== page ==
Preparing for retirement in a bear market

How I’m preparing for retirement in a bear market

A bear market can be harmful if you’re a few years away from retirement. The first thing to consider is your time horizon and asset allocation


When you’re in the Retirement Risk Zone, as I am, the last thing you want is to watch decades of savings go down the drain in a bear market. With most markets already down 20% around the world, you could argue the damage has already been done but there are a sufficient number of pessimists out there who warn the worst case could be down still further, for a peak-to-trough decline of as much as 50%, as occurred in 2007-2008.

Capital preservation is the name of the game when you’re near or at retirement. Recall that finance professor Moshe Milevsky’s definition of the Retirement Risk Zone is the five years before and five years following your projected retirement date. I’m nearing 63 and am semi-retired so take bear markets seriously. A bear market at this stage can seriously undermine one’s future plans.

With the caveat that timing the market is next to impossible, I can describe what I’m doing personally. Much of what follows I owe to my own financial advisor, who does not wish to be identified in this article.

You need to deal with both registered and non-registered portfolios and tax has to be considered in any action. Last week as most know, the Royal Bank of Scotland issued a controversial “sell everything” call that came in for a fair degree of criticism. I wouldn’t go that far but did note elsewhere that the cost of liquidating multiple individual stocks at a full-service brokerage firm could easily cost thousands of dollars.

On the other hand, if you’re a true couch potato indexer and held a single “go-anywhere” ETF from a firm like iShares or Vanguard (see the upcoming issue of the magazine and its latest ETF All-Stars package), and use a discount brokerage, your total cost for selling everything might be as little as $10!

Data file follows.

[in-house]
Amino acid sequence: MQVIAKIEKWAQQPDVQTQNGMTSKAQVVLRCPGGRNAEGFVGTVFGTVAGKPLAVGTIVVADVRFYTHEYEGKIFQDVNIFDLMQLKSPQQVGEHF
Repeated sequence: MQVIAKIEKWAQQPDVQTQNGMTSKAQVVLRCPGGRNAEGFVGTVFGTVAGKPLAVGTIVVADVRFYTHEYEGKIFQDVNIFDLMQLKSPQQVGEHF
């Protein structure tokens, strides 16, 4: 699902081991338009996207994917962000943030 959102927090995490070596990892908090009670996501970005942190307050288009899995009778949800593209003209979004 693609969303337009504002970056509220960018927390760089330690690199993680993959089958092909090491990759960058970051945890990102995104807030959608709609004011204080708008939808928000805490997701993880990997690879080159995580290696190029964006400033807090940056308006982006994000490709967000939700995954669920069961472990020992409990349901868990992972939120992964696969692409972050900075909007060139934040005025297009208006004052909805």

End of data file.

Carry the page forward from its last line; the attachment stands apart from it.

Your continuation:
In my case, let’s assume my wealth is equally divided between registered and non-registered accounts. The first thing to consider is your time horizon and asset allocation. Using the “fixed income should be your age” guideline, I should be 62% in fixed income and 38% in equities. But I’m still working and expect to live a long, productive life, so call it 50/50.

Logically, if you’re overweight in equities and see a need to trim the sails, the place to start selling are registered accounts. My advisor suggests starting by selling any winners in your RRSP or TFSA, a process that we began in the fall. Did I mention that it’s better to sell near the top than at bottom?

If you plan to keep to roughly a 50/50 asset mix, and can get there by selling registered positions, ideally you would stand pat with your taxable accounts, which presumably are mostly in stocks: if they are quality dividend-paying stocks then you should care more about the tax-effective cash flow they generate and should not get too worried about the variability in the underling stock prices. In fact, if they do go down and you are reinvesting the dividends at lower prices, that’s a good way to build wealth if you keep to your long-term perspective.

One way to stay invested in your non-registered accounts is to “hedge” your positions. I’m told that only one in a hundred users of discount brokerages actually go short ETFs to hedge portfolios, and this is something you don’t see too much in the general media. However, specialized newsletters from notorious bears have been recommending short positions since the collapse last August.

While going short ETFs covering the broad US or Canadian markets (or both) may be considered a high-risk strategy, it’s actually less risky when you look at the total impact on your whole portfolio. Right now we are somewhere between 1/6th and 1/3 hedged, which means we’re still “rooting” for markets to go up: if markets rally we will be underwater on the hedges but will still be net-long equities even apart from the fixed-income safety net.

But if the worst happens and markets do suffer a “triple waterfall” descent to hitherto uncharted depths, every move down will result in a “move up” in our short positions. Same with gold bullion or precious metals funds if they move up while everything else is crashing: I’ve always held roughly a 10% position in gold/precious metals as “insurance” against a global crash.

If you do choose to hedge fully or in part, expect to be whipsawed. It comes with the territory. And don’t try this at home without the help of a qualified financial advisor who know about options, hedging and risk control.

Jonathan Chevreau founded the Financial Independence Hub and can be reached at [email protected].